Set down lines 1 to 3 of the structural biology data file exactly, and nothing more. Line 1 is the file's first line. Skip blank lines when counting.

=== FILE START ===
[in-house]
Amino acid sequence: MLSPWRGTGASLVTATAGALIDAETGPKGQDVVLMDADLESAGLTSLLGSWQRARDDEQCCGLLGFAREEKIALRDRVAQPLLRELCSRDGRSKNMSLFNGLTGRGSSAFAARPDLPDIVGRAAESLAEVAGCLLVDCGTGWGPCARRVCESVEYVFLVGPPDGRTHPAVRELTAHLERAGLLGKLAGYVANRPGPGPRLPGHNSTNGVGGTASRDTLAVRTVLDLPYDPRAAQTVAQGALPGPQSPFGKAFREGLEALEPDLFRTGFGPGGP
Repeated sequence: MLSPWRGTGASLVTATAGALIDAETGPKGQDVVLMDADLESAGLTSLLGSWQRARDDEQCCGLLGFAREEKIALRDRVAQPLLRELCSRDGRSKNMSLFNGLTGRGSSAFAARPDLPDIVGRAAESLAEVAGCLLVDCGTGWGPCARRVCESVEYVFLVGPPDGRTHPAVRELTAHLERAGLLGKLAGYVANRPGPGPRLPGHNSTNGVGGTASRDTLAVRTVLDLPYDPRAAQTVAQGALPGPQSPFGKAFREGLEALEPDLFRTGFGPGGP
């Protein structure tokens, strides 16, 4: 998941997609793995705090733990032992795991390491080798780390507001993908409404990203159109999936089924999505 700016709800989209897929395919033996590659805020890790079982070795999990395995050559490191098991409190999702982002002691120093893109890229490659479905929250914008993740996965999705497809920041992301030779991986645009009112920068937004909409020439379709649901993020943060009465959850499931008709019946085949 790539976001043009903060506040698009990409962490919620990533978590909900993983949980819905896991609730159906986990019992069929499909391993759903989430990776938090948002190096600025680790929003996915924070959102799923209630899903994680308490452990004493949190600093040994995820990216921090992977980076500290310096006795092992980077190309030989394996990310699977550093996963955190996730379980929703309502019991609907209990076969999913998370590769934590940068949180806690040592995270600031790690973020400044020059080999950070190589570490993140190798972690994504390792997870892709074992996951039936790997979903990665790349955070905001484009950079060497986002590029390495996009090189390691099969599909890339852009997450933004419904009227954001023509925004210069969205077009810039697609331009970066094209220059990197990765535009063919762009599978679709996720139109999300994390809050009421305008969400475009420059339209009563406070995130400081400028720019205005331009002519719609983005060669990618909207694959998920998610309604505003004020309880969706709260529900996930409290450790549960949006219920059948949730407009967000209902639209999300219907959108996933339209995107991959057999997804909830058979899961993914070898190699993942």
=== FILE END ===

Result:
[in-house]
Amino acid sequence: MLSPWRGTGASLVTATAGALIDAETGPKGQDVVLMDADLESAGLTSLLGSWQRARDDEQCCGLLGFAREEKIALRDRVAQPLLRELCSRDGRSKNMSLFNGLTGRGSSAFAARPDLPDIVGRAAESLAEVAGCLLVDCGTGWGPCARRVCESVEYVFLVGPPDGRTHPAVRELTAHLERAGLLGKLAGYVANRPGPGPRLPGHNSTNGVGGTASRDTLAVRTVLDLPYDPRAAQTVAQGALPGPQSPFGKAFREGLEALEPDLFRTGFGPGGP
Repeated sequence: MLSPWRGTGASLVTATAGALIDAETGPKGQDVVLMDADLESAGLTSLLGSWQRARDDEQCCGLLGFAREEKIALRDRVAQPLLRELCSRDGRSKNMSLFNGLTGRGSSAFAARPDLPDIVGRAAESLAEVAGCLLVDCGTGWGPCARRVCESVEYVFLVGPPDGRTHPAVRELTAHLERAGLLGKLAGYVANRPGPGPRLPGHNSTNGVGGTASRDTLAVRTVLDLPYDPRAAQTVAQGALPGPQSPFGKAFREGLEALEPDLFRTGFGPGGP